Moreover, the practical effect of the Act would be to kill innovation by new technology companies in the media space.  Anyone who starts such a company is at risk of having their source of customers and revenue – indeed, their website itself — disappear at a moment’s notice.  The Act’s draconian obligations foisted on Internet service providers, financial services firms, advertisers, and search engines, which will have to consult an ever-growing list of prohibited sites they are not allowed to connect to or do business with, will further hamper the Internet’s operations and effectiveness.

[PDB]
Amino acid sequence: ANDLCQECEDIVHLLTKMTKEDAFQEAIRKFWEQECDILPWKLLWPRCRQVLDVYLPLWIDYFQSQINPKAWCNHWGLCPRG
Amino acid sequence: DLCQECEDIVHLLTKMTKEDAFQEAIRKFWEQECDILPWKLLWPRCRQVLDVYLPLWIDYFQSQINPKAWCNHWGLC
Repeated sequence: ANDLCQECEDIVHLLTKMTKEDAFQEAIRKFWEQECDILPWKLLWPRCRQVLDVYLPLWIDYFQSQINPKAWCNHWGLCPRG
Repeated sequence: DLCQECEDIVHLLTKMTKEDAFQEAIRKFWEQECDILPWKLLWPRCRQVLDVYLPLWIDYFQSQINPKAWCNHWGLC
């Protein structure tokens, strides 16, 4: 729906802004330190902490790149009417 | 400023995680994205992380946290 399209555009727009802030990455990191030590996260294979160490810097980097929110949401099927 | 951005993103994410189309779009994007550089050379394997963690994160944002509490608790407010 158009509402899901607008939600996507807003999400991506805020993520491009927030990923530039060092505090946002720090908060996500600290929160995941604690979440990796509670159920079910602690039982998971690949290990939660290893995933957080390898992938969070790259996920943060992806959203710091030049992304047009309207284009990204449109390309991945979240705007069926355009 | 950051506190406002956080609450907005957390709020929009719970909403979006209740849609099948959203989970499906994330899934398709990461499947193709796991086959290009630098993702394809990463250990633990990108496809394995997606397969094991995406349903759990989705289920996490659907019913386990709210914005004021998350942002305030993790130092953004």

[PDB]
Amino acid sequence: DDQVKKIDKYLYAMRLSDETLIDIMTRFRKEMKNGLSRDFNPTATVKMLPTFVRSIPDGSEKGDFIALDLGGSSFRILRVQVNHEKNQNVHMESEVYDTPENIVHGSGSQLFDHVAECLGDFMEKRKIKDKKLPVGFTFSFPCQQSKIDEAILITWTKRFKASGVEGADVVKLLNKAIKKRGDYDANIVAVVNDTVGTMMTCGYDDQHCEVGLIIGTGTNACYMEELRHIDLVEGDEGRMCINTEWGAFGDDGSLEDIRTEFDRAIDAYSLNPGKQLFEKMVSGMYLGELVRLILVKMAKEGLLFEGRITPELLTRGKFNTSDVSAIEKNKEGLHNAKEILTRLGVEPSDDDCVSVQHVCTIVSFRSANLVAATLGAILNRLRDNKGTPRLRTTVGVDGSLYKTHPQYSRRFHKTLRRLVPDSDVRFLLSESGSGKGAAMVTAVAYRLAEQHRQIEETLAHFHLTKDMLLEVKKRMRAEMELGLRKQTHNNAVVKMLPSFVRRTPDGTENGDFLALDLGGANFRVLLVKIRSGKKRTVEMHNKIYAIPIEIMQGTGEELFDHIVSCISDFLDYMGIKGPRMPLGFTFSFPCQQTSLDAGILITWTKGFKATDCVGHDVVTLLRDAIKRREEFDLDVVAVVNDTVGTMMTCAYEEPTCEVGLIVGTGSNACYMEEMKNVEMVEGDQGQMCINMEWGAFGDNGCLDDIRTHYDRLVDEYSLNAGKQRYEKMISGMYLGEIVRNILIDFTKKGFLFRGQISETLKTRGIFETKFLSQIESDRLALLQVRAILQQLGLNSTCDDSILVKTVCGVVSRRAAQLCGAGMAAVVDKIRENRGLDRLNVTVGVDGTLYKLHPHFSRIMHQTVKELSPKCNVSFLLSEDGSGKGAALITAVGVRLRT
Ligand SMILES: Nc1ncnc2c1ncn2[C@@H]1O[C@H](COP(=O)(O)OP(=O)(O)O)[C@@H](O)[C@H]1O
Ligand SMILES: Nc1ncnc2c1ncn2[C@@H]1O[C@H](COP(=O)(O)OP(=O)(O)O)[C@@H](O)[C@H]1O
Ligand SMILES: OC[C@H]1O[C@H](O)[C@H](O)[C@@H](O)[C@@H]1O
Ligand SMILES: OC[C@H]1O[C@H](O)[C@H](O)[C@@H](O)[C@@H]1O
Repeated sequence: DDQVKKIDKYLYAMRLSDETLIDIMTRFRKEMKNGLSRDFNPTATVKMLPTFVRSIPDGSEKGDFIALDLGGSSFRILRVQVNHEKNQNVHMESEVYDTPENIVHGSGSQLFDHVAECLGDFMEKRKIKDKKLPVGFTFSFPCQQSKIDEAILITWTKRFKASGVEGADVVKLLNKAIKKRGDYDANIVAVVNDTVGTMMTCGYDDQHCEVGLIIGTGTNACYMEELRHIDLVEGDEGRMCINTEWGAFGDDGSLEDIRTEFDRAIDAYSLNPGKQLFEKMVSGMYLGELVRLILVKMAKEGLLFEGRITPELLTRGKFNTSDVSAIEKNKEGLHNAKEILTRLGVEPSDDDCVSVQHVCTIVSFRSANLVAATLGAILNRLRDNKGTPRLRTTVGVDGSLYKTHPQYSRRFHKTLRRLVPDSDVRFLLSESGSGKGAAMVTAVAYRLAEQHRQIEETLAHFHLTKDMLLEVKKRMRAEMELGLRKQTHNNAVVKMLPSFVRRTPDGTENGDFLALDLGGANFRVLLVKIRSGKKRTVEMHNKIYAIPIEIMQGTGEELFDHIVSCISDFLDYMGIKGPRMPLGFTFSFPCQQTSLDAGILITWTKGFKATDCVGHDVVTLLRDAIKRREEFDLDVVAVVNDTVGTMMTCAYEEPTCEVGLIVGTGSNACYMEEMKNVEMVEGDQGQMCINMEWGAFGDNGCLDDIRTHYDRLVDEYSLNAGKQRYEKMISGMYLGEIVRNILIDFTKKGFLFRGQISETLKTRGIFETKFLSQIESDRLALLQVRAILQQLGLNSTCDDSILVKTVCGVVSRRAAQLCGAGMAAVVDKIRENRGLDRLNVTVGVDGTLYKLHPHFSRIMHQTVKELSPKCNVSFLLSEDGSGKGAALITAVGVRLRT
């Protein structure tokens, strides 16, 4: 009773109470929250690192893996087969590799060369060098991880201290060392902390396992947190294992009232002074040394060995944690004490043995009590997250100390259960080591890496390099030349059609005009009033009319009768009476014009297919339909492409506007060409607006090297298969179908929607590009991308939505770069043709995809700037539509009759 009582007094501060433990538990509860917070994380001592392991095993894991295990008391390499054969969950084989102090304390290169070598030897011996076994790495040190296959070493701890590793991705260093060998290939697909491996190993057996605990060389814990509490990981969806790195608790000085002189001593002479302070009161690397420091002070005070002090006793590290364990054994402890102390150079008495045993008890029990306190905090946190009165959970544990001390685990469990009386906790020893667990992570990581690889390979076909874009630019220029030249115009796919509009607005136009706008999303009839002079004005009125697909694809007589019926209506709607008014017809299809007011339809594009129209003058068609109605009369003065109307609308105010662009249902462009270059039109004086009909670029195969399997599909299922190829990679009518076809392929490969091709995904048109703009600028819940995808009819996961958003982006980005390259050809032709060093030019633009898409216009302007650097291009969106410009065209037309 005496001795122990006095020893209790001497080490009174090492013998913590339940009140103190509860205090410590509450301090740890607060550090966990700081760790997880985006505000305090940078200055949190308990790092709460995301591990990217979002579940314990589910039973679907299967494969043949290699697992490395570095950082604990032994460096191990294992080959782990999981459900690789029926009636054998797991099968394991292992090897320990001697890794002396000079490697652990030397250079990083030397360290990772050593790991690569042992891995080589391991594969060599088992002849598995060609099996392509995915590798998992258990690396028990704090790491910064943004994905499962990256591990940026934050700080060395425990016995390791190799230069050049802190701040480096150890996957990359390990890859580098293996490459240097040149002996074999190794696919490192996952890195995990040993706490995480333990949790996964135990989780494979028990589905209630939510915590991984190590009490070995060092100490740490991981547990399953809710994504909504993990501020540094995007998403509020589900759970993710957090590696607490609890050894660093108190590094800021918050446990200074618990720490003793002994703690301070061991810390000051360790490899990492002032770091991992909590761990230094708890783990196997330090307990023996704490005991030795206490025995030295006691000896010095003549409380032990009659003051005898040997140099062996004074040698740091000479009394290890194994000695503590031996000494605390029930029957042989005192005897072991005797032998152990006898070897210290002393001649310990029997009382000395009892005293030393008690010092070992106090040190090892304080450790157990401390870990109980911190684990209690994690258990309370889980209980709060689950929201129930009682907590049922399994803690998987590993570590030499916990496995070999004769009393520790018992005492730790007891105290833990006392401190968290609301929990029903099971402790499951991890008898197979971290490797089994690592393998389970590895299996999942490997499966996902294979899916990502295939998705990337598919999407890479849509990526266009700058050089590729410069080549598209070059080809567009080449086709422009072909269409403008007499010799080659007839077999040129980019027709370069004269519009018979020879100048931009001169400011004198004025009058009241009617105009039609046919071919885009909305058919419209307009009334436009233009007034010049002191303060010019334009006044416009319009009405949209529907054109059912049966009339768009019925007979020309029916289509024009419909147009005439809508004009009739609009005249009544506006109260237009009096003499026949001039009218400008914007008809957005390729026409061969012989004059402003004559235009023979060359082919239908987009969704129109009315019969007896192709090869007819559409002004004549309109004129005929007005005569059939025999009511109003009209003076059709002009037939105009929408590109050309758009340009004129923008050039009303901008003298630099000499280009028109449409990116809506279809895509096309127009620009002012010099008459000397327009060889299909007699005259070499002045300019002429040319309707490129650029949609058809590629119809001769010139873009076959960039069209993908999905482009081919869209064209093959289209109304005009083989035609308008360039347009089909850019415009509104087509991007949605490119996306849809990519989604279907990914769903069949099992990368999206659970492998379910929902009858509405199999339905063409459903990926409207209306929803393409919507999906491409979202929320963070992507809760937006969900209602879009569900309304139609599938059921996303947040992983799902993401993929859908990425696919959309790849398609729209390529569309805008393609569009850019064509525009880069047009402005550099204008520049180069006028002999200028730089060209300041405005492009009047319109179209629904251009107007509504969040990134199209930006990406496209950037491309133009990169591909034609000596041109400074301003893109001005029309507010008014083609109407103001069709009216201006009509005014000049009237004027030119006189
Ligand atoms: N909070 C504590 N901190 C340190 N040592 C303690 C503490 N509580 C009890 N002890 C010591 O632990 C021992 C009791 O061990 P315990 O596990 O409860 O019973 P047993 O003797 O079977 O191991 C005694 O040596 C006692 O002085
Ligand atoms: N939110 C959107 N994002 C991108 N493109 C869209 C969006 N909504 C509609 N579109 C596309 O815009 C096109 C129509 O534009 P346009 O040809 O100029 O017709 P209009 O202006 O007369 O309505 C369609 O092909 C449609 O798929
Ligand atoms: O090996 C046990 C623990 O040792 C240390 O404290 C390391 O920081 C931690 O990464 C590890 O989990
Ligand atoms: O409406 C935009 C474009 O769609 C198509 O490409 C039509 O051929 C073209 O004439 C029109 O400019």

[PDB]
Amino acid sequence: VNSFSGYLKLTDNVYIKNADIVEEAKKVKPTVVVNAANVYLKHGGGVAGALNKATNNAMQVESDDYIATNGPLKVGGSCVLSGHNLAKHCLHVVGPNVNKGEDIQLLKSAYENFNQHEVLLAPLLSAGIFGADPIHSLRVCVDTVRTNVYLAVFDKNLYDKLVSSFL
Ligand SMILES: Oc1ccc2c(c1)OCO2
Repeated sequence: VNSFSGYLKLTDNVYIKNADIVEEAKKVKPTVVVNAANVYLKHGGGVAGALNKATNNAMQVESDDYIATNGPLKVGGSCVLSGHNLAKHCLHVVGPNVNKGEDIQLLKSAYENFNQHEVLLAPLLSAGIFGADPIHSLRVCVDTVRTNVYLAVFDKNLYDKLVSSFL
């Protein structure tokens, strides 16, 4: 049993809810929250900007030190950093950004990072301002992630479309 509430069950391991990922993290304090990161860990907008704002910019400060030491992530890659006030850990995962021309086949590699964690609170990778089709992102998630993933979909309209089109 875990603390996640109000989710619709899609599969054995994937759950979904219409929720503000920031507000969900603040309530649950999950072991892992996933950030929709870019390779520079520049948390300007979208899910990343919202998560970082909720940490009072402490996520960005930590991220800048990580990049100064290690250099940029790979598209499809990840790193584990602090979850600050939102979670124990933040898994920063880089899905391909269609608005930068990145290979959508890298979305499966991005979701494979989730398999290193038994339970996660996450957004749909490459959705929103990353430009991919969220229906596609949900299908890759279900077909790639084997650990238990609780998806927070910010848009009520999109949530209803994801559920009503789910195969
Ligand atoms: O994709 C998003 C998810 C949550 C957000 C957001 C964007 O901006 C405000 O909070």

3.  Undermining United States’ leadership in supporting and defending free speech and the free exchange of information on the Internet:  The Act represents a retreat from the United States’ strong support of freedom of expression and the free exchange of information and ideas on the Internet.  At a time when many foreign governments have dramatically stepped up their efforts to censor Internet communications,[6] the Act would incorporate into U.S. law – for the first time – a principle more closely associated with those repressive regimes:  a right to insist on the removal of content from the global Internet, regardless of where it may have originated or be located, in service of the exigencies of domestic law.  China, for example, has (justly) been criticized for blocking free access to the Internet with its Great Firewall.  But even China doesn’t demand that search engines outside China refuse to index or link to other Web sites outside China.  The Act does just that.